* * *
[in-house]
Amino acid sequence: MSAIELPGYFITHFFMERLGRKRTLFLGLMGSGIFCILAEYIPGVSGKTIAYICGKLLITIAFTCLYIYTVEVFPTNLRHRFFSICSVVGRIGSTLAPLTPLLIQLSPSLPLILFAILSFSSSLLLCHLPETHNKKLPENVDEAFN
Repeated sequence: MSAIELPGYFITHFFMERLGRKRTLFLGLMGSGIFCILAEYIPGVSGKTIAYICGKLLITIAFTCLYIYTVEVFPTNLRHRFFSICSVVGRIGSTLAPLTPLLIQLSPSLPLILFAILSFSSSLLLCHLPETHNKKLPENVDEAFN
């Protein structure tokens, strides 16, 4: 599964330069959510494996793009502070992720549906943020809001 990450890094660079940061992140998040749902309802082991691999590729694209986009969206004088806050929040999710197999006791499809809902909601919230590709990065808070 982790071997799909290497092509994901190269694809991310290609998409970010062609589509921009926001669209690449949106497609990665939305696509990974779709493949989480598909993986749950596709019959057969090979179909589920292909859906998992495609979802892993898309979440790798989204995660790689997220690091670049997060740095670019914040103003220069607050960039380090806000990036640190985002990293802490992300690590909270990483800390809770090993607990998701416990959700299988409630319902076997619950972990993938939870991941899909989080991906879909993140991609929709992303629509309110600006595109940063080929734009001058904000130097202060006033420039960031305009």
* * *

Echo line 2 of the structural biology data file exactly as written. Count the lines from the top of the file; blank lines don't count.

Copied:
Amino acid sequence: MSAIELPGYFITHFFMERLGRKRTLFLGLMGSGIFCILAEYIPGVSGKTIAYICGKLLITIAFTCLYIYTVEVFPTNLRHRFFSICSVVGRIGSTLAPLTPLLIQLSPSLPLILFAILSFSSSLLLCHLPETHNKKLPENVDEAFN